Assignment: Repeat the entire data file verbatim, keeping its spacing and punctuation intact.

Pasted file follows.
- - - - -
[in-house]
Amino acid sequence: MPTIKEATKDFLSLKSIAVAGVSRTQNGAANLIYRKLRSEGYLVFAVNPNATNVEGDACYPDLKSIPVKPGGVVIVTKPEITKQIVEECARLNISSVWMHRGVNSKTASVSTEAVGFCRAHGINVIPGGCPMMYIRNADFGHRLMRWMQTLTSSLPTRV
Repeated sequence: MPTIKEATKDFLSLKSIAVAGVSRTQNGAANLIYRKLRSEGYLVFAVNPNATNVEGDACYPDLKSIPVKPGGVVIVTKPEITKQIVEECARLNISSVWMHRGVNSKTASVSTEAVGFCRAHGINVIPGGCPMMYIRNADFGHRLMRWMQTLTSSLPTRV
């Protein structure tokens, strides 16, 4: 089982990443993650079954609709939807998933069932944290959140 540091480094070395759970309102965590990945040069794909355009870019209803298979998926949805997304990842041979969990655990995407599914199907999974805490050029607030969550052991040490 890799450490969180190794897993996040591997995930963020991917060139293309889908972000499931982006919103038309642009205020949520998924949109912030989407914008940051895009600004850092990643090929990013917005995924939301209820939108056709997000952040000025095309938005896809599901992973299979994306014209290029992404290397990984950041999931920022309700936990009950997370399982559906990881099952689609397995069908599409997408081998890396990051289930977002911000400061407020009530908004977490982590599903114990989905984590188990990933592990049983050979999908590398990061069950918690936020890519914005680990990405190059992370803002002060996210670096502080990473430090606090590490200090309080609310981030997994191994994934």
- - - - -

[in-house]
Amino acid sequence: MPTIKEATKDFLSLKSIAVAGVSRTQNGAANLIYRKLRSEGYLVFAVNPNATNVEGDACYPDLKSIPVKPGGVVIVTKPEITKQIVEECARLNISSVWMHRGVNSKTASVSTEAVGFCRAHGINVIPGGCPMMYIRNADFGHRLMRWMQTLTSSLPTRV
Repeated sequence: MPTIKEATKDFLSLKSIAVAGVSRTQNGAANLIYRKLRSEGYLVFAVNPNATNVEGDACYPDLKSIPVKPGGVVIVTKPEITKQIVEECARLNISSVWMHRGVNSKTASVSTEAVGFCRAHGINVIPGGCPMMYIRNADFGHRLMRWMQTLTSSLPTRV
């Protein structure tokens, strides 16, 4: 089982990443993650079954609709939807998933069932944290959140 540091480094070395759970309102965590990945040069794909355009870019209803298979998926949805997304990842041979969990655990995407599914199907999974805490050029607030969550052991040490 890799450490969180190794897993996040591997995930963020991917060139293309889908972000499931982006919103038309642009205020949520998924949109912030989407914008940051895009600004850092990643090929990013917005995924939301209820939108056709997000952040000025095309938005896809599901992973299979994306014209290029992404290397990984950041999931920022309700936990009950997370399982559906990881099952689609397995069908599409997408081998890396990051289930977002911000400061407020009530908004977490982590599903114990989905984590188990990933592990049983050979999908590398990061069950918690936020890519914005680990990405190059992370803002002060996210670096502080990473430090606090590490200090309080609310981030997994191994994934």